If you are dissatisfied with the final judgment of either the district court or the court of appeal, the Supreme Court (HD) is the final instance to which you can appeal. However, it is not possible to appeal against all cases to the Supreme Court.
Leave to appeal is required for a case to be considered. This is granted by the Supreme Court itself, basically only in those cases where it is important to establish a judgment that may provide guidance for the Swedish district courts and courts of appeal. Such judgments are called 'precedents'. If you consider that the court of appeal has adjudicated incorrectly in a matter, this is consequently not sufficient for leave to appeal to be granted. This means that the court of appeal is in practice the final instance for most cases.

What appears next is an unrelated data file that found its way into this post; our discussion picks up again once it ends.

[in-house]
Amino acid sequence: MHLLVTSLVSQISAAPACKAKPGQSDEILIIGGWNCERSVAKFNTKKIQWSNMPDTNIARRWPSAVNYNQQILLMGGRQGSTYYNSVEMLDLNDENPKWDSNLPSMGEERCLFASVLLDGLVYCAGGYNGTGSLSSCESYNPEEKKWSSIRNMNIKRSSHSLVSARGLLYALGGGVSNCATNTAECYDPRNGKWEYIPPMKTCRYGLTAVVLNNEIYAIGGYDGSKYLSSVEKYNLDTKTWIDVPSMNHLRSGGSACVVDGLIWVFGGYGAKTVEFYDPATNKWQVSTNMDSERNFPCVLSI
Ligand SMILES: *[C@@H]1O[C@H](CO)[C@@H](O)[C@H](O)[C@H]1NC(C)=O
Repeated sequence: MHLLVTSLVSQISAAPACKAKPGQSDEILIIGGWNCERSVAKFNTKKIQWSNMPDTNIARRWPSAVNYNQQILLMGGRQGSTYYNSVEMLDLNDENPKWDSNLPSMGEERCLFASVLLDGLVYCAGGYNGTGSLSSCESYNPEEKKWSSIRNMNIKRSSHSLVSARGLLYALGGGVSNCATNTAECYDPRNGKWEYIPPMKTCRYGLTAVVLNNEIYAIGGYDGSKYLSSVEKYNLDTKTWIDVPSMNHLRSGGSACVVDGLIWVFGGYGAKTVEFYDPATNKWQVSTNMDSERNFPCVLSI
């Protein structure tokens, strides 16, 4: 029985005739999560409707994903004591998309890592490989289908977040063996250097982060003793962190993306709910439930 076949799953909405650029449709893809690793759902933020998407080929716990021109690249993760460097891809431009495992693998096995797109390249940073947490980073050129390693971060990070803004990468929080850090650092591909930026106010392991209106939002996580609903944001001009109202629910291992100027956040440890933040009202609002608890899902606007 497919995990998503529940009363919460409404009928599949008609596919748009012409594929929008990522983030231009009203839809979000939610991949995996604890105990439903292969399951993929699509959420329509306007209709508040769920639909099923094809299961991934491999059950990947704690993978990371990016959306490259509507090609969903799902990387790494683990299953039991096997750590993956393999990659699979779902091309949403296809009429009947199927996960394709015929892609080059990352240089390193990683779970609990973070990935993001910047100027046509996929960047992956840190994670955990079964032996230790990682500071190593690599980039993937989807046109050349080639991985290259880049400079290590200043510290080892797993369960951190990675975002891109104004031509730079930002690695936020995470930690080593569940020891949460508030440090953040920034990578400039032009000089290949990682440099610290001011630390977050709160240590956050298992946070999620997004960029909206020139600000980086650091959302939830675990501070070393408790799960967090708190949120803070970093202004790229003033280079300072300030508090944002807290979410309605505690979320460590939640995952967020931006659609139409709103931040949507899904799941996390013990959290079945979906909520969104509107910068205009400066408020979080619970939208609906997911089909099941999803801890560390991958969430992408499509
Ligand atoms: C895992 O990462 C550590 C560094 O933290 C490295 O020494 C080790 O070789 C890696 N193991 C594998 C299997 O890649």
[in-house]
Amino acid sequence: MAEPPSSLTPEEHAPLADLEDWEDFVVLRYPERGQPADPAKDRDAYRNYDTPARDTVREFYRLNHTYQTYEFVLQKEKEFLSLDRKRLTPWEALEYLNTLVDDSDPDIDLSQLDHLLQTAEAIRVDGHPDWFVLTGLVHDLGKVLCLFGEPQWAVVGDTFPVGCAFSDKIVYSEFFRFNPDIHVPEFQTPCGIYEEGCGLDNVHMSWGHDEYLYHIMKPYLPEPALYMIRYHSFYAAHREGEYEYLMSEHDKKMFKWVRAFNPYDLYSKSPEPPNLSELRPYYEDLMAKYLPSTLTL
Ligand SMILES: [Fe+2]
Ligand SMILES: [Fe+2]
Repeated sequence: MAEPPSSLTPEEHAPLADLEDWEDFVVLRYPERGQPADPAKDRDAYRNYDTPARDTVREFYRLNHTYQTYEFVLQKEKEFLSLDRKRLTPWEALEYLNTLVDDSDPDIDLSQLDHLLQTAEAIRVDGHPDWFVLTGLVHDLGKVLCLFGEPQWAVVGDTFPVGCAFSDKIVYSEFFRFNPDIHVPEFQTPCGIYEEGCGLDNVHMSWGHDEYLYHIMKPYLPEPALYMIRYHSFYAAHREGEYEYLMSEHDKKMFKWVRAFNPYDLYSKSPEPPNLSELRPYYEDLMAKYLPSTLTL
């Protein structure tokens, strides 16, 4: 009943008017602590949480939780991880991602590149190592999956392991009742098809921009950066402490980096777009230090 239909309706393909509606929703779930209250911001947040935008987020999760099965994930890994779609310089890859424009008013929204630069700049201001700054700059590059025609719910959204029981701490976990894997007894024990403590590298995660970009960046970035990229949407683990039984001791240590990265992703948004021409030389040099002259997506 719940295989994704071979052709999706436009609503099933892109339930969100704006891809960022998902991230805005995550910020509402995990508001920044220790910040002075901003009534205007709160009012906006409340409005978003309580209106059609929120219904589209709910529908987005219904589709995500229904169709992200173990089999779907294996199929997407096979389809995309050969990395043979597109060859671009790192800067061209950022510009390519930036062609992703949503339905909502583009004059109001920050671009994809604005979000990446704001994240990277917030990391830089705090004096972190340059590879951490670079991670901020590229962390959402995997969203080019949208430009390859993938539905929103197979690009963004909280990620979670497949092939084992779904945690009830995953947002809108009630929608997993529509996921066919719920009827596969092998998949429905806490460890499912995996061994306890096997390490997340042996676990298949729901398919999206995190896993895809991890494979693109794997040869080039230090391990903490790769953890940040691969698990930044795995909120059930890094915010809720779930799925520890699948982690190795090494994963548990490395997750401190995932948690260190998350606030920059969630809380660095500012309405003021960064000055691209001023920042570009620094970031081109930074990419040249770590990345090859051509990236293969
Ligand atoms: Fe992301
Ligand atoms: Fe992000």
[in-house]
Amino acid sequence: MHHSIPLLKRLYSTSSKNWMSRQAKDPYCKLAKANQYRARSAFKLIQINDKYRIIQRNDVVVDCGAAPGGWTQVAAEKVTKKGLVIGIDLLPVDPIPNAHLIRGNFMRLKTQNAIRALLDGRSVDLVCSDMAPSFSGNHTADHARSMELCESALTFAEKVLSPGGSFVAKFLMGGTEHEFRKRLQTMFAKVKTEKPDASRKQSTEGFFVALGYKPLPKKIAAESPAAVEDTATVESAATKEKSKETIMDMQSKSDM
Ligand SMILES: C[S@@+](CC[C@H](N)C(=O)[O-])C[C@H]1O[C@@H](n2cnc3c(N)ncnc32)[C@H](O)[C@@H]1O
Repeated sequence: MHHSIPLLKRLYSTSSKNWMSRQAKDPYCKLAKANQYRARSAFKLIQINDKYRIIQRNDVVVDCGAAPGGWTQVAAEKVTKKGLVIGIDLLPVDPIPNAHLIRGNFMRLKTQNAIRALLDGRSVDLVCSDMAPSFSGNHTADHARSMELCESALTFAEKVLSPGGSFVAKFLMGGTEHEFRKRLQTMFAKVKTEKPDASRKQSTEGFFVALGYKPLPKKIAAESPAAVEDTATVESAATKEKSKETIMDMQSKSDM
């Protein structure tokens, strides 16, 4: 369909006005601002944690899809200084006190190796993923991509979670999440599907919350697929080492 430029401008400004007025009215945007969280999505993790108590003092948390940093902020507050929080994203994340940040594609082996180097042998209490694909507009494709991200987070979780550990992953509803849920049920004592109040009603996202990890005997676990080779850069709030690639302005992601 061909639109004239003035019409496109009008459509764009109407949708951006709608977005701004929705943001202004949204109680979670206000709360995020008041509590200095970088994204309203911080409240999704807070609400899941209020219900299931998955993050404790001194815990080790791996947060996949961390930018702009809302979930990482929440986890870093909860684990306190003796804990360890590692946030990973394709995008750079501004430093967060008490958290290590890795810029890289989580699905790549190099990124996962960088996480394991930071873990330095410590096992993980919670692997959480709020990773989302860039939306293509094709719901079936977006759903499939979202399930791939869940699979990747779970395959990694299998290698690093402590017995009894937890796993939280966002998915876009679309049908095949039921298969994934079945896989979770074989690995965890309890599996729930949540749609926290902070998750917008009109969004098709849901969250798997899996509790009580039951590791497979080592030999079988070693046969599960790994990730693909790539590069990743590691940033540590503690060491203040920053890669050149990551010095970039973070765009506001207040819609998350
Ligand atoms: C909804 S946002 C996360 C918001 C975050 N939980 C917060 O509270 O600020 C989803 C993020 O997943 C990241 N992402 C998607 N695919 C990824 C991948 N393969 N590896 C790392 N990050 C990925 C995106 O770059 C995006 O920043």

Where is the Supreme Court located?
The Supreme Court is located in Bondeska Palace at Riddarhustorget in Stockholm and considers cases on appeal from the six courts of appeal in Sweden.
Who do you come into contact with at the Supreme Court?
There are approximately 90 people working at the Supreme Court, as Justices of the Supreme Court, judge referees, court secretaries and chancery staff.
The Justices of the Supreme Court are the judges of the Supreme Court. They are appointed by the Government. The Supreme Court has sixteen Justices of the Supreme Court and one of the Justices of the Supreme Court is the president and administrative head of the Court.
Besides the Justices of the Supreme Court, the Supreme Court has approximately 30 lawyers presenting matters. The have the title of Judge Referees and are responsible, among other things, for preparing cases.
The Supreme Court also has a Head of Chancery, who is the manager responsible for all staff, except the Justices of the Supreme Court. Furthermore, some 20 court secretaries, personnel and finance administrators, IT officers, librarians, registrar, together with assistant registrars and archive officers, work within the Chancery.